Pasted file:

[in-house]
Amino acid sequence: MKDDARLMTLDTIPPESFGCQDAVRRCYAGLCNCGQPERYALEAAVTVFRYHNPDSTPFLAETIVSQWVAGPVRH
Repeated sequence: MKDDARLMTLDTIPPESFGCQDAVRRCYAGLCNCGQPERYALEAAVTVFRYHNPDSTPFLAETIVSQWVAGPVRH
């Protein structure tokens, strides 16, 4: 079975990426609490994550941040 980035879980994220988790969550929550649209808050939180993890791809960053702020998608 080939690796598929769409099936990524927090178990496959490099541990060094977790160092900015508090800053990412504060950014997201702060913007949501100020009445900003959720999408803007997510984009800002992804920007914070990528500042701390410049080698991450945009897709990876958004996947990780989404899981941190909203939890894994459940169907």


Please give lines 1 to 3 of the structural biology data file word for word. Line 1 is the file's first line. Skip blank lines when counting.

[in-house]
Amino acid sequence: MKDDARLMTLDTIPPESFGCQDAVRRCYAGLCNCGQPERYALEAAVTVFRYHNPDSTPFLAETIVSQWVAGPVRH
Repeated sequence: MKDDARLMTLDTIPPESFGCQDAVRRCYAGLCNCGQPERYALEAAVTVFRYHNPDSTPFLAETIVSQWVAGPVRH